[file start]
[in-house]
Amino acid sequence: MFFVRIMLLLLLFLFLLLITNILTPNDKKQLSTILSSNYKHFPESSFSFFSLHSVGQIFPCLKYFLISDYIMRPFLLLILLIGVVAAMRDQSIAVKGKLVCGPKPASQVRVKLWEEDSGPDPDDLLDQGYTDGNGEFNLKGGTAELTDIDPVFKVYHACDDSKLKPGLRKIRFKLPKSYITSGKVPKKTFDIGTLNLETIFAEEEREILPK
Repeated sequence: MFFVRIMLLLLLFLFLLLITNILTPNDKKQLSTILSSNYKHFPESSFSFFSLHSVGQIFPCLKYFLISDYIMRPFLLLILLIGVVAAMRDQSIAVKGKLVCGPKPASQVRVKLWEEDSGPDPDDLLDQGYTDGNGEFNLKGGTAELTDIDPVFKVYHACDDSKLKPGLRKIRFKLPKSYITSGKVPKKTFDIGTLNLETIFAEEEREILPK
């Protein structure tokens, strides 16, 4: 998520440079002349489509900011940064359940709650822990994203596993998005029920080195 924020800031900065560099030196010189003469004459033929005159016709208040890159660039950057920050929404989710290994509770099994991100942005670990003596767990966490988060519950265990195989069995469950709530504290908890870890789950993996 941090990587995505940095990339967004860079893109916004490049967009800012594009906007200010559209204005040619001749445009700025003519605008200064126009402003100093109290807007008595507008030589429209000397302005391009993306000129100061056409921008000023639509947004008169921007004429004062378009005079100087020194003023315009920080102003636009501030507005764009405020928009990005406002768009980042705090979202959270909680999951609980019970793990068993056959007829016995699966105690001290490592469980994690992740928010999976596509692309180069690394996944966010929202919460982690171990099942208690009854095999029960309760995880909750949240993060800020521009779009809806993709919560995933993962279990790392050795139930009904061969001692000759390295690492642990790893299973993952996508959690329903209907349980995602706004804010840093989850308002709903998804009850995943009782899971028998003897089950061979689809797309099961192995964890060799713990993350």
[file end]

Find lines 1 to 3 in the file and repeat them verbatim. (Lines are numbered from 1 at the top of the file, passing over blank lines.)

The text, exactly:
[in-house]
Amino acid sequence: MFFVRIMLLLLLFLFLLLITNILTPNDKKQLSTILSSNYKHFPESSFSFFSLHSVGQIFPCLKYFLISDYIMRPFLLLILLIGVVAAMRDQSIAVKGKLVCGPKPASQVRVKLWEEDSGPDPDDLLDQGYTDGNGEFNLKGGTAELTDIDPVFKVYHACDDSKLKPGLRKIRFKLPKSYITSGKVPKKTFDIGTLNLETIFAEEEREILPK
Repeated sequence: MFFVRIMLLLLLFLFLLLITNILTPNDKKQLSTILSSNYKHFPESSFSFFSLHSVGQIFPCLKYFLISDYIMRPFLLLILLIGVVAAMRDQSIAVKGKLVCGPKPASQVRVKLWEEDSGPDPDDLLDQGYTDGNGEFNLKGGTAELTDIDPVFKVYHACDDSKLKPGLRKIRFKLPKSYITSGKVPKKTFDIGTLNLETIFAEEEREILPK